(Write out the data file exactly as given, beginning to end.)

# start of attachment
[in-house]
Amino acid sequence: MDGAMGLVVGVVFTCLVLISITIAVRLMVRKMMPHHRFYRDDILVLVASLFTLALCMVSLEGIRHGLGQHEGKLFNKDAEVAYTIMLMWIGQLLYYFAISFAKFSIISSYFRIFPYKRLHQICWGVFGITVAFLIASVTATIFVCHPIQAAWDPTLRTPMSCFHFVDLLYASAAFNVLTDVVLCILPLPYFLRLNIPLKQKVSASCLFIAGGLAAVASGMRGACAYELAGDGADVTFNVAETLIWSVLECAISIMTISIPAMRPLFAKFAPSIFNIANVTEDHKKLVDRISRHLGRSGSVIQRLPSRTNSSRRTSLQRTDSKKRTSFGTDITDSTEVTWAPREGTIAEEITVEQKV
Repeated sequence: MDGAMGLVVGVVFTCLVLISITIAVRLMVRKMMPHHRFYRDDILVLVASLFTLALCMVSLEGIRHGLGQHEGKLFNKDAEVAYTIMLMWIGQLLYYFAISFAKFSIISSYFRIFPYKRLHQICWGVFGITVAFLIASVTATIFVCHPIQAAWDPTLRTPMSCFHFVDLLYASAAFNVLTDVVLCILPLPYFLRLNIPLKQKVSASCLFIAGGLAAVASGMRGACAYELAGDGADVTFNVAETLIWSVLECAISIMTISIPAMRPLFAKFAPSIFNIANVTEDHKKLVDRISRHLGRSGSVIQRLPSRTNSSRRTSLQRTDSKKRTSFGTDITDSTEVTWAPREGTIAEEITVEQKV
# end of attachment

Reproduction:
[in-house]
Amino acid sequence: MDGAMGLVVGVVFTCLVLISITIAVRLMVRKMMPHHRFYRDDILVLVASLFTLALCMVSLEGIRHGLGQHEGKLFNKDAEVAYTIMLMWIGQLLYYFAISFAKFSIISSYFRIFPYKRLHQICWGVFGITVAFLIASVTATIFVCHPIQAAWDPTLRTPMSCFHFVDLLYASAAFNVLTDVVLCILPLPYFLRLNIPLKQKVSASCLFIAGGLAAVASGMRGACAYELAGDGADVTFNVAETLIWSVLECAISIMTISIPAMRPLFAKFAPSIFNIANVTEDHKKLVDRISRHLGRSGSVIQRLPSRTNSSRRTSLQRTDSKKRTSFGTDITDSTEVTWAPREGTIAEEITVEQKV
Repeated sequence: MDGAMGLVVGVVFTCLVLISITIAVRLMVRKMMPHHRFYRDDILVLVASLFTLALCMVSLEGIRHGLGQHEGKLFNKDAEVAYTIMLMWIGQLLYYFAISFAKFSIISSYFRIFPYKRLHQICWGVFGITVAFLIASVTATIFVCHPIQAAWDPTLRTPMSCFHFVDLLYASAAFNVLTDVVLCILPLPYFLRLNIPLKQKVSASCLFIAGGLAAVASGMRGACAYELAGDGADVTFNVAETLIWSVLECAISIMTISIPAMRPLFAKFAPSIFNIANVTEDHKKLVDRISRHLGRSGSVIQRLPSRTNSSRRTSLQRTDSKKRTSFGTDITDSTEVTWAPREGTIAEEITVEQKV